INTERVIEW / How was it for you?: Dina Rabinovitch meets Victor Erofeyev, the exuberant new iconoclast of Russian literature

WHILE NOBODY does passion better than the great Russian writers, they have never been all that explicit when it comes to sex. The latest novel from Moscow has changed all that. From its opening pages, which detail a doctor's examination of a woman's vagina, Victor Erofeyev's book, Russian Beauty (Hamish Hamilton pounds 9.99), gives new impact to the phrase 'the Russians are coming'.

Erofeyev caused a few heads to turn when he walked into a Notting Hill restaurant for this interview: he wore a lime T-shirt under a sky-blue checked jacket and the thinking woman's crumpled good looks.

Irina, the heroine of the novel, straddles all levels of Russian society, sleeping with old Communist heroes and dissidents alike. 'Irina is beautiful,' says Erofeyev. 'Therefore many men like her, so she could go from high society to low, from left to right, and to the foreign correspondents.'

Irina is also the narrator, relating her exploits in the form of a diary, which nevertheless manages to flaunt every post-modern literary trick in the book - not bad for a girl who's supposed to have come from the uneducated provinces.

Erofeyev was a literary critic before he was a novelist, but his life resembled Irina's in his unusual access to all levels of Soviet life. 'I came from a Red bourgeois family (his father worked for Stalin and was an ambassador), so that was upper-class, and we lived in Paris, where I met Westerners; and then I was expelled from the Writers' Union twice, which got me in with the dissidents, so the whole society was open to me.'

Irina is the mistress of, and pregnant by, a Communist Party hero called Vladimir Sergeyevich, who likes being physically and verbally abused. Irina's true love, though, is her girlfriend, Ksyusha. While homosexuality was illegal under Communism, lesbianism was considered so far beyond the pale that nobody bothered to prohibit it.

'The best girls in Russia,' says Erofeyev, 'became lesbians because they couldn't meet interesting men - they didn't rate CP members who have to play at all that politics. Also men in Russia drink too much, so have no sex life. For Russian girls lesbianism is not clinical - women who don't want men - but social. Having found each other, many of the lesbian couples would then take a man to tease, three of them together. It's very common but nobody ever wrote about it, either in the Soviet or Western press.'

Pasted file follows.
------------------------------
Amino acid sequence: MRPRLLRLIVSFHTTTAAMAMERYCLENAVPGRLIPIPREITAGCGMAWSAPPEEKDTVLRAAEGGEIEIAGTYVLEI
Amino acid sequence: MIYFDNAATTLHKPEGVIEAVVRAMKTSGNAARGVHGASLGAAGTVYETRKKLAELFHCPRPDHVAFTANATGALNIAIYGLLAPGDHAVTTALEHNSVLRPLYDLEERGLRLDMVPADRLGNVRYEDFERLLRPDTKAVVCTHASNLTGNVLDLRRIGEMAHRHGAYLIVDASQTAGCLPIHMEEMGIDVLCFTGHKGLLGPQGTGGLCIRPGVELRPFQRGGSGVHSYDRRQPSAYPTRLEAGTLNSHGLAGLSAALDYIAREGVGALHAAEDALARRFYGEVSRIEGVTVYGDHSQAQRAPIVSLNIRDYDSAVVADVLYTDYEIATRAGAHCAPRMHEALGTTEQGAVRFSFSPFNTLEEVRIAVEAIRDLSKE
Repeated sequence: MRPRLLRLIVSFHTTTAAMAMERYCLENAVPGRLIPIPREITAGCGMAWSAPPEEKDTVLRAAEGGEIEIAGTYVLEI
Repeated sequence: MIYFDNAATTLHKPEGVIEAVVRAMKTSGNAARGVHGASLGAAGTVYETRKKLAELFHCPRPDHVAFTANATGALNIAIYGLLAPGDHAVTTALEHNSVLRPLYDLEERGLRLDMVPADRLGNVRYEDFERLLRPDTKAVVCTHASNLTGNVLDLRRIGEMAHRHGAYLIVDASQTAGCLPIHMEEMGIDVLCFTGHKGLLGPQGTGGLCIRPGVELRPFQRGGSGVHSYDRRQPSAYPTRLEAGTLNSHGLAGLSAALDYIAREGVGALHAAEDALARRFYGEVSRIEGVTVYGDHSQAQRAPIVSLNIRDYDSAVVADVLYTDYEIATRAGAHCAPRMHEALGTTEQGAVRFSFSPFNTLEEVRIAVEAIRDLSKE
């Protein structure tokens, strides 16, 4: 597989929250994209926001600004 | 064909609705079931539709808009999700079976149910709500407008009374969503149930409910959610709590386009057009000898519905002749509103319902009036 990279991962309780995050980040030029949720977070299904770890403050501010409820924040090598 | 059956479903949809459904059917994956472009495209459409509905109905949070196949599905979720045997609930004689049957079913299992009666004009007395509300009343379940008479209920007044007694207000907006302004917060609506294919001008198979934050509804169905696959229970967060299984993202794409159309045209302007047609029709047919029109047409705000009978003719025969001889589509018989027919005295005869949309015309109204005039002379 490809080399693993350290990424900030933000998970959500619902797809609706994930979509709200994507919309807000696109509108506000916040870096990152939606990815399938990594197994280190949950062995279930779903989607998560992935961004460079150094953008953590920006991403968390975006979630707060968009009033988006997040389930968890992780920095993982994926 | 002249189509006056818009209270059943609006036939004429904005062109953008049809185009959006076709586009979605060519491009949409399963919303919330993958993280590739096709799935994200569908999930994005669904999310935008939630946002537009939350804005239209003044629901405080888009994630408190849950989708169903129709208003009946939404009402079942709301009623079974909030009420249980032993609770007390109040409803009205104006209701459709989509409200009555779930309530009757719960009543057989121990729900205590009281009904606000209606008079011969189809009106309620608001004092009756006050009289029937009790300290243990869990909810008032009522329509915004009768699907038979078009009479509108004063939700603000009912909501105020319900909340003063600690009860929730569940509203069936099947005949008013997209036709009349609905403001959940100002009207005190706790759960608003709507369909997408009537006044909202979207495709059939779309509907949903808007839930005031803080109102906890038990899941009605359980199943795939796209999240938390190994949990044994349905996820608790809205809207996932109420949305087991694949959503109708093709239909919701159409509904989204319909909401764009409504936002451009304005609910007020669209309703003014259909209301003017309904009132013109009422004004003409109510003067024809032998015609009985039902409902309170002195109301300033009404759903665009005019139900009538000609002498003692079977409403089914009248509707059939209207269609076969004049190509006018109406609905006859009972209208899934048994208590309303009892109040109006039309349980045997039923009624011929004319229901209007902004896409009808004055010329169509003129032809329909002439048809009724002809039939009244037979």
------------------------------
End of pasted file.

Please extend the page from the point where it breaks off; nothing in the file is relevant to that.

Erofeyev, through Irina, is scathing about the sexual performance of his male countrymen, whatever their political persuasion. 'It's true,' he says, 'the only good lovers in Russia are women. Russian women are more human than the men, somehow.'

Irina is betrayed by the dissidents who befriend her as well as by the Party. This also reflects Erofeyev's experience. Having made a name for himself as a literary critic, he was expelled from the Writers' Union in 1979 for publishing a collection of censored literature and his father sacked from his posting as Soviet ambassador to the United Nations.

'The dissidents said, 'We'll take care of you, Victor', which was OK for a month or two. But then I saw these are not my people. They were full of political tricks, and the vanity . . . I am general of the dissidents, you are colonel.'

Dissidents are the sacred cows of Russian society, says Erofeyev, so his attack on them was as scandalous as adding a lesbian affair to the canon of Russian literature.

Erofeyev, 44, wrote Russian Beauty in 1980, but it was not published in Russia until 1989. It was then seized upon by glasnost- hungry Western publishers at the Frankfurt Book Fair. It has since been translated into 20 languages. The furore which publication created - 'the older generation hated it, the young loved it' - made Erofeyev a celebrity in Moscow. Teenage girls write to him to ask for advice on whether to get married, and he has his own television show.

Before Russian Beauty, Erofeyev was hardly known. He says he couldn't publish in the West because he was afraid of further retaliations against his family. At home he had one short story published - in outlying Riga. Friends told him to stick to criticism and forget the fiction. Official appraisal of his work said it was full of sadists and perverts and 'stole graffiti off bathroom walls'.

But others hailed Erofeyev as the second coming of the Russian avant-garde. He says he wants to take the political agenda out of Russian literature and make it less heavy. Russian Beauty has a lot of fun in it - it's a rollicking romp with a bitter-sweet ending. There are plenty of cracks at high culture and the Russian mentality. Irina horrifies everybody by procuring five kilos of oranges during an interval at the opera.